Burroughs is the next step after Jules Verne and H. G. Wells. Look for some parallel names that have been adapted in Star Wars. Warriors are called jed; their leader jeddak (jeddi). The great beast of Barsoom is the banth (bantha) the great Barsoomian lion. You will also encounter the Sith, a huge creature part wasp, part scorpion. The hero, John Carter, dies at the onset of the first book to be mysteriously reincarnated on Mars (called Barsoom by the Martians) alternating for ten-year periods. Look for vivid descriptions of wield aliens and creatures of Mars as well a sketchy technological advancement. On land they move around on beasts (called thoats) but also have large number of airframesreferred to as ships and thus have navies, not air forces (again Star Wars)ranging from battle ships to one-person fliers (These seem to be merely open-air platforms: no cabin whatsoever). In spite of this, most fightingand there is a wealth of itis done with long-swords (the early Star Wars light sabers). The butchery seems to have no end; it is the major vocation and pastime.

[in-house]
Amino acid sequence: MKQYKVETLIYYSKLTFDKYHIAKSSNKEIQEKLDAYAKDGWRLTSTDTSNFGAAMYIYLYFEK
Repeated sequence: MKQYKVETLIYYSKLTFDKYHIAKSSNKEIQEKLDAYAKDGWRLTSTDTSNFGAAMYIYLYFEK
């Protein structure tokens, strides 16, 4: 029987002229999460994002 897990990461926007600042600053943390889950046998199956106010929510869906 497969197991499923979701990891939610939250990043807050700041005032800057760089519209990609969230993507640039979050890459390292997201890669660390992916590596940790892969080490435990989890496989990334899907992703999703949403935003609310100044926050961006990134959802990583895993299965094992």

Can you believe it? Dejah Thoris is in jeopardy again! This time as victim of an airship accident and only the Master Mind of Mars can cure her. Unfortunately he is now a prisoner of sorts and is deeply involved in a step beyond Dr. Frankenstein; he is creating indestructible monsters from a slimy broth.
This is one of Edgar Rice Burroughs' Martian series. It's not a bad story, but the main character isn't John Carter, the normal protagonist. Let that be your guide.